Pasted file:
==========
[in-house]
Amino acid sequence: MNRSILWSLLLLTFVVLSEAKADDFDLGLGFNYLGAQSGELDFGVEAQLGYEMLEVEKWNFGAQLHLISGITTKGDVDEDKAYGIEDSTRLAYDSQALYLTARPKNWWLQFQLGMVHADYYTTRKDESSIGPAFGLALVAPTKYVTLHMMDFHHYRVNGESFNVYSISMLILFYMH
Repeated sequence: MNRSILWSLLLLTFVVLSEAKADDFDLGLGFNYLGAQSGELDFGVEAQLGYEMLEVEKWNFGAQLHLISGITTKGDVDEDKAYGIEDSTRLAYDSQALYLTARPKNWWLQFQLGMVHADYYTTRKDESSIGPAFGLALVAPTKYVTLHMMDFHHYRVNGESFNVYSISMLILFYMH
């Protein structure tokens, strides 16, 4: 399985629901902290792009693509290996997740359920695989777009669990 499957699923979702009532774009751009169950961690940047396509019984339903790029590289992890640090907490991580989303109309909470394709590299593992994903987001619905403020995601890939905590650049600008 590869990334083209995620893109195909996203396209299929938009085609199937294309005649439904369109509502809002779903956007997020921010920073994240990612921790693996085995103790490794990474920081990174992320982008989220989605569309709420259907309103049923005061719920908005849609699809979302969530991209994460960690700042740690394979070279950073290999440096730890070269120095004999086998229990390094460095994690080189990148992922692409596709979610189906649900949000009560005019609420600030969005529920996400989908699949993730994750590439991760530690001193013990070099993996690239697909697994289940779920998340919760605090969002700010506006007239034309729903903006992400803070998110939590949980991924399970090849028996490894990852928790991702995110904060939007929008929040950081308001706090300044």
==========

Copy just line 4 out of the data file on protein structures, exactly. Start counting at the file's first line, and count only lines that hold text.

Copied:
């Protein structure tokens, strides 16, 4: 399985629901902290792009693509290996997740359920695989777009669990 499957699923979702009532774009751009169950961690940047396509019984339903790029590289992890640090907490991580989303109309909470394709590299593992994903987001619905403020995601890939905590650049600008 590869990334083209995620893109195909996203396209299929938009085609199937294309005649439904369109509502809002779903956007997020921010920073994240990612921790693996085995103790490794990474920081990174992320982008989220989605569309709420259907309103049923005061719920908005849609699809979302969530991209994460960690700042740690394979070279950073290999440096730890070269120095004999086998229990390094460095994690080189990148992922692409596709979610189906649900949000009560005019609420600030969005529920996400989908699949993730994750590439991760530690001193013990070099993996690239697909697994289940779920998340919760605090969002700010506006007239034309729903903006992400803070998110939590949980991924399970090849028996490894990852928790991702995110904060939007929008929040950081308001706090300044």